Seasoned artist Deborah Kass—fresh off a mid-career retrospective at the Andy Warhol Museum, complete with a major monograph published by Skira Rizzoli—is back on view in New York for her 11th solo exhibition here in 30 years. Although she started out in the 1970s painting landscapes, Kass switched to appropriation art in the late ’80s. In 1992, she began creating silk-screen canvases that directly quoted Warhol’s portraits of women celebrities—with an ironic twist. Substituting Barbra Streisand for Jacqueline Kennedy, Marilyn Monroe and Judy Garland, the artist created new versions of Warhol’s pop masterpieces for her “Jewish Jackie Series,” which related to Kass’s own ethnicity and her developing interests in feminism and gay issues.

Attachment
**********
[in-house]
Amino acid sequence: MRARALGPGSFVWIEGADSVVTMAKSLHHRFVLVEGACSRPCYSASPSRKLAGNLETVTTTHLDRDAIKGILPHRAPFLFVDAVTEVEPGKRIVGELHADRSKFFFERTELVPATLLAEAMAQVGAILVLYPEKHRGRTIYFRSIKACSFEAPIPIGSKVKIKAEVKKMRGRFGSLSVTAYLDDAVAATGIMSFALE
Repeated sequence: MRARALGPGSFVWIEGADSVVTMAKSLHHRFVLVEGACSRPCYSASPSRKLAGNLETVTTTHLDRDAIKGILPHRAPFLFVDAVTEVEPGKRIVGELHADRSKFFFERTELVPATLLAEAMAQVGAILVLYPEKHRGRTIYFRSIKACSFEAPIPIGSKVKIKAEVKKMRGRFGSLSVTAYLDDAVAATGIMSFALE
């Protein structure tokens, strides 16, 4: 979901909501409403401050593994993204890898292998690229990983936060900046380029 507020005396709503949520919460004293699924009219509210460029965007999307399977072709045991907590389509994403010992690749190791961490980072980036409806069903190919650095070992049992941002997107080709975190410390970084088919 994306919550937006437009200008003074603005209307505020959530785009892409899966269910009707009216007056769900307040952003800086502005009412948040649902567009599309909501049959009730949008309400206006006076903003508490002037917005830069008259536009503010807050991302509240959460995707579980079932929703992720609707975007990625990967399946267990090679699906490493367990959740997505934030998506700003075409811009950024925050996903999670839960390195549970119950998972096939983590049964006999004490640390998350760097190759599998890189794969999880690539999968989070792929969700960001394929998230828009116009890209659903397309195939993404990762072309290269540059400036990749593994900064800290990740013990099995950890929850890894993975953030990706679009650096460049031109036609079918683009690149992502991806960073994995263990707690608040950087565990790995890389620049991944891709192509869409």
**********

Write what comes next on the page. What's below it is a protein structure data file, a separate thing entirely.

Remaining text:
For her current outing, Kass has dug deep into the racks, pulling out compositions that haven’t seen the light of day in decades. Silk-screen paintings from her “My Elvis” series, which replace Warhol’s depiction of a macho, gunslinging Elvis with Streisand in yeshiva-boy drag from Yentl, dominate the dynamic show. A dozen paintings—several of them diptychs—capture the star in solid and ghostly forms on monochromatic backgrounds of red, turquoise, blue and silver. Employing DIY methods of mixing painted areas with multiple pulls from a single screen, the artist focuses on Bab’s role as a cross-dressing woman with big aspirations. Meanwhile, on the “+” side, Kass substitutes her likeness for Andy’s in his celebrated self-portraits—turning her conceptual screw ever so sweetly and ever so tightly.—Paul Laster